New Books Network

Robert J. Corber, “Cold War Femme: Lesbianism, National Identity, and Hollywood Cinema” (Duke University Press, 2011)
The study of non-heteronormative sexualities in the academy continues to be remarkably dynamic. Despite the usual attempts to harden the frame around this scholarship, it remains consistently exciting and surprising. Robert J. Corber is one of the reasons why. His books In the Name of National Security: Hitchcock, Homophobia, and... Read More
Antonia Levi, Mark McHarry, and Dru Pagliasotti, “Boy’s Love Manga: Essays on the Sexual Ambiguity and Cross-Cultural Fandom of the Genre” (McFarland, 2010)
Growing up in the suburbs of Indianapolis, Indy-car racing offered my friends and me some very exciting heroes. As children, we played “Indy 500” on our bikes in the cul-de-sac. As we became teenagers, the Indy-car drivers who descended on our city in April and May became some of our... Read More
Robert Lane Greene, “You Are What You Speak: Grammar Grouches, Language Laws and the Politics of Identity” (Delacorte Press, 2011)
Isn’t it odd how the golden age of correct language always seems to be around the time that its speaker was in high school, and that language has been going to the dogs ever since? Such is the anguish of declinists the world over, pushing the commercial success of language-bashing... Read More
Karen Sternheimer, “Celebrity Culture and the American Dream: Stardom and Social Mobility” (Routledge, 2010)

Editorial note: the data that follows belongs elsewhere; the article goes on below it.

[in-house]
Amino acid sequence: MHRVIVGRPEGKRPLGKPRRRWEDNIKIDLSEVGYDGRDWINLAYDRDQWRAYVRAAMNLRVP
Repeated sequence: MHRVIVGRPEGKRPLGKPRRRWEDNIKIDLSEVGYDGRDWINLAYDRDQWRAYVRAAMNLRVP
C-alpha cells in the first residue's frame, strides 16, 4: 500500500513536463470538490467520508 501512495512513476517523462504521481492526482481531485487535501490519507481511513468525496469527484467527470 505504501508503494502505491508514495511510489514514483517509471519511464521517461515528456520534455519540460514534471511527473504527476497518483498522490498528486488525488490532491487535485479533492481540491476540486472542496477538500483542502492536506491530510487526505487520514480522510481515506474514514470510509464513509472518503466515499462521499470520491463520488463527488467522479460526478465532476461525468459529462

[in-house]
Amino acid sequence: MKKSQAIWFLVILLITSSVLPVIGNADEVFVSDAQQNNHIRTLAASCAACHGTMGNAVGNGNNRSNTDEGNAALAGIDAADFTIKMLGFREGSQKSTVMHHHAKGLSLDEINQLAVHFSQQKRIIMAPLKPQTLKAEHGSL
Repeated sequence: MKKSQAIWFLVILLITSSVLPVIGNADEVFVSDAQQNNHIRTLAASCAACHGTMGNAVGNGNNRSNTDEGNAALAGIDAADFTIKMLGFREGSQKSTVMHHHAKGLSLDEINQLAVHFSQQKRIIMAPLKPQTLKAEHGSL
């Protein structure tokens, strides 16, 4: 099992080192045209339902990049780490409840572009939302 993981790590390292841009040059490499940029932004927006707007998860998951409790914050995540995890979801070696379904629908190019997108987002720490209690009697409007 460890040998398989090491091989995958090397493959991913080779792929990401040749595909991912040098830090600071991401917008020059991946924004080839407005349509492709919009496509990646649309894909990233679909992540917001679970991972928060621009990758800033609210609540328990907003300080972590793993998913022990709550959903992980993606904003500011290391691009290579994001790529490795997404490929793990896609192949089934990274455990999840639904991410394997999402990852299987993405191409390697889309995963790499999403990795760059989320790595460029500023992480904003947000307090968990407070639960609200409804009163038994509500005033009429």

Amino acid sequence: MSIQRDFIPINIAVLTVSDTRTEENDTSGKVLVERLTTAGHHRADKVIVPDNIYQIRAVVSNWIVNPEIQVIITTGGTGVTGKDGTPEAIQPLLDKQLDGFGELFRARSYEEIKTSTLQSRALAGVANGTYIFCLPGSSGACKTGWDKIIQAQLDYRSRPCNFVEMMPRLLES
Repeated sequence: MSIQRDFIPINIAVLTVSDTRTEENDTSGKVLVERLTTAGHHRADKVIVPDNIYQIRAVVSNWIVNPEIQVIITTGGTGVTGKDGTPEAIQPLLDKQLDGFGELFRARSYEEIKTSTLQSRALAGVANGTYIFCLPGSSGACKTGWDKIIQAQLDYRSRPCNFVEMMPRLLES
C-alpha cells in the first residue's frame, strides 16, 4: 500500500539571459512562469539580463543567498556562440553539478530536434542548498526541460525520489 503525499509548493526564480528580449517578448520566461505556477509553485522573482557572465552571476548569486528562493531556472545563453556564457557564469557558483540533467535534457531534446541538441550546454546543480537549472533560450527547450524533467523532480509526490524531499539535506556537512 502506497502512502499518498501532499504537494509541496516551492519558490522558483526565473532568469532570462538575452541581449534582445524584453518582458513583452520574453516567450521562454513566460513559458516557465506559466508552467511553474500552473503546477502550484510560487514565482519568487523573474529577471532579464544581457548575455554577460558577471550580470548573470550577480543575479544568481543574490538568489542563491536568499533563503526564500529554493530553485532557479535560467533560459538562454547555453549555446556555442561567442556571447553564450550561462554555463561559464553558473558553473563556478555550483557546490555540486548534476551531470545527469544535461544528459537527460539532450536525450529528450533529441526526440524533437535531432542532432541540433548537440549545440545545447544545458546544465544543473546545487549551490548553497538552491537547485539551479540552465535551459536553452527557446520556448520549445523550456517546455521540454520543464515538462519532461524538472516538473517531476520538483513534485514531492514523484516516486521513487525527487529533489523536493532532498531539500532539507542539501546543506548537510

It is hard to dispute that today there’s a heightened fascination with celebrities and their personal lives. Who cheated on whom, who’s getting married and what celebrity checked into to rehab is the stuff of daily headlines that many of us, willingly or not, follow and know about. Moreover, the... Read More
Carrie Pitzulo, “Bachelors and Bunnies: The Sexual Politics of Playboy” (University of Chicago Press, 2011)
Playboy is having (another) moment. Since its fiftieth birthday in 2003, the brand’s relevance has risen after a period of decline. The Girls Next Door, a reality television show about the goings-on at Hugh Hefner’s Los Angeles mansion, was a breakout hit starting in 2005, and it eventually spawned two... Read More
Peter Baehr, “Hannah Arendt, Totalitarianism, and the Social Sciences” (Stanford UP, 2010)
Contemporary research into illiberal governments draws much inspiration from the writings of Hannah Arendt. In her classic The Origins of Totalitarianism (1951), Arendt claimed that Nazi Germany and Bolshevik Russia were not merely typical authoritarian regimes, but rather were despotisms of a new “totalitarian” sort. Arendt believed “totalitarianism” was entirely... Read More